BRATTLEBORO—Kate O’Connor has seen her share of leadership positions, from her current role on the Brattleboro Selectboard to years spent under the Statehouse dome during the Dean and Shumlin administrations.
In her new role as executive director of the Brattleboro Area Chamber of Commerce, O’Connor plans to unite the area’s diverse entrepreneurs and businesses for a better, stronger region.
“It seemed an exciting job at a challenging time,” said O’Connor, sitting in the conference room of the BACC.
The economic and business challenges facing the area cannot be solved by one organization, she said, adding that she believes in strength of numbers. Only working together can the area rise above its challenges, she said.
O’Connor replaces outgoing Executive Director Jerry Goldberg in a couple weeks. Until then, she’ll be shadowing him on the job.
“I wouldn’t even try to be Jerry,” she said of her famous — or infamous — predecessor. “I can only be me.”
“We are here to help the community,” said O’Connor of the Chamber. The more people get involved the stronger the organization will become.
The Chamber wants to assist people and help entrepreneurs grow small businesses, she said.
In her new role, O’Connor says she intends to spend a lot of time listening to business owners and Chamber members. An important question to answer: What’s important now?
Organizations such as BACC learn more when they hear what they’re doing wrong, O’Connor adds.
A challenge ahead: developing easy ways for people to participate. Different approaches may help different people, she said.
“Everybody is stretched too thin,” said O’Connor.
Brattleboro is a unique community, said O’Connor of her hometown. Its citizens take an interest in the community and issues and, even when people disagree, they manage to work out issues as a team, she said.
The area’s businesses are also unique from small artisans to large corporations to the tourism industry, she added.
Expanding Chamber membership is one of O’Connor’s priorities.
BACC membership is open to all regardless of business size, open to both for- and non-for-profit entities, and community members who don’t own a business.
The diversity of businesses in the area excites O’Connor.
Most people consider a business as a building with workers inside, said O’Connor. The region, however, is blessed with a variety of entrepreneurs running small business like retail owners, artists, and farmers, to larger manufacturers such as G.S. Precision.
O’Connor says she feels the area stands at a critical juncture in the tight economic climate, high taxes, and an aging population. Building “strength in numbers” through building involvement will push the region forward.
One business alone can’t solve the economic challenges in the area, she said.
She also anticipates collaborating with other organizations like the Brattleboro Development Credit Corp. and Building a Better Brattleboro on economic development issues. Ensuring chamber members have a voice at the table tops her list.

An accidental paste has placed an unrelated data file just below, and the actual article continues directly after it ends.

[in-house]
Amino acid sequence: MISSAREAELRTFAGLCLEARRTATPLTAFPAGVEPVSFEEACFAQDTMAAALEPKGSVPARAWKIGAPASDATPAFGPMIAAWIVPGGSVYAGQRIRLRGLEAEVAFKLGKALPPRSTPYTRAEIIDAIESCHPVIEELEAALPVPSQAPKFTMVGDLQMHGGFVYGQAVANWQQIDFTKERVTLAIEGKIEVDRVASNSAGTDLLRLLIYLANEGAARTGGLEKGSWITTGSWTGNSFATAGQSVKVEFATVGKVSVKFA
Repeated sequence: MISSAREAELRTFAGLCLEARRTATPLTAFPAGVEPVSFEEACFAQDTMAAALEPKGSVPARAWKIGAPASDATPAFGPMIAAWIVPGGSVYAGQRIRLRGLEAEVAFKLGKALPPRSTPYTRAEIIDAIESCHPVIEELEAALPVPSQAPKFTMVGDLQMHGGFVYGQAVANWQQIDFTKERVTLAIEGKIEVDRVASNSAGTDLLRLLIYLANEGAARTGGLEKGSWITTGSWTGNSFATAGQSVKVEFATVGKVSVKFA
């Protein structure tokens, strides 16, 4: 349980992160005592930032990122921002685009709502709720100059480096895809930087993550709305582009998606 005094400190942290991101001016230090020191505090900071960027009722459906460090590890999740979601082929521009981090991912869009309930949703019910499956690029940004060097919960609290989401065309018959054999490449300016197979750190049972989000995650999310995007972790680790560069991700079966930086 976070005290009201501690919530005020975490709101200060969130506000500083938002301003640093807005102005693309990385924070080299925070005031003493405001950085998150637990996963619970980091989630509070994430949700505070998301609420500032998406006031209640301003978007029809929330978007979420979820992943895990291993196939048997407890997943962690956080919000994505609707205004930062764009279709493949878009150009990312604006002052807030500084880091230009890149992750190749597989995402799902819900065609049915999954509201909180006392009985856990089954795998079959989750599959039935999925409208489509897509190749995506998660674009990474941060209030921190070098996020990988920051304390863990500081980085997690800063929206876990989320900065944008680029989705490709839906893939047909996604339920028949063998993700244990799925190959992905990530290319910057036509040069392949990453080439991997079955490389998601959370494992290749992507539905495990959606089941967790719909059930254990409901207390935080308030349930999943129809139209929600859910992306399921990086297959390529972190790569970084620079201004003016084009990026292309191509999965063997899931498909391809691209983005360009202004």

Years in the Statehouse helped O’Connor understand how systems work, how to build connections in Montpelier, and learn how to hear citizens’ concerns. She expects to bring those same skills to the BACC.
The Chamber must listen to its members, much like a legislator must listen to constituents, she said.
O’Connor described her career as community-oriented. She helped steer Gov. Howard Dean’s presidential bid in 2004. In 2012 she ran for a seat in the state Legislature, losing to Tristan Toleno.
O’Connor also serves as vice-chair of the Brattleboro Selectboard. When asked if serving as the Chamber’s executive director posed a conflict of interest, O’Connor said no. “I don’t see that I have any more of a conflict than anyone else on the board,” she said.
She added that if an issue comes before the board that suggests a conflict of interest, she would recuse herself.
“I think I’ve proven that with Building a Better Brattleboro,” she said.
O’Connor served until recently as vice-president of the BaBB board of directors. That organization is also focusing on growing membership and community involvement. As part of the BACC leadership, she will be an ex-officio BaBB member, but the role will be completely different, she said.
O’Connor says Brattleboro has a “great brand.” She and BACC hope to create a peer mentorship program for entrepreneurs.
If all the business owners sat together, they’d probably find they have more in common than not, she said. Mentoring each other could create more successes and grow the economy.
Enticing bigger businesses to the area is good, said O’Connor. But people already live here and want to stay here. The BACC should also support their growth.
O’Connor points to the anticipated 2014 closure of the Vermont Yankee nuclear power plant in Vernon.
Smart, skilled, talented people work at the plant, she said. Some will leave the area to work at other nuclear plants. Others, however, may want to stay. Can this area find good-paying jobs to match former Vermont Yankee employees’ high tech skills or support them to start their own businesses, she wondered rhetorically.
O’Connor said some of the challenges for the area are high taxes and the aging population with fewer younger workers to fill the workforce.
A frustration with economic development, said O’Connor, is that it doesn’t happen overnight. Yet people say to O’Connor they need help “now, not three years from now.”
“I like a challenge,” O’Connor said.
The Chamber is working on an app it hopes to launch in January to take the organization’s social network “to the next level,” said O’Connor.
Overall, BACC looks to expand what it offers. “What do you want to see? What is helpful to you?” are the questions O’Connor will ask BACC members and local businesses.
BACC is “looking at things in a bigger way,” said O’Connor.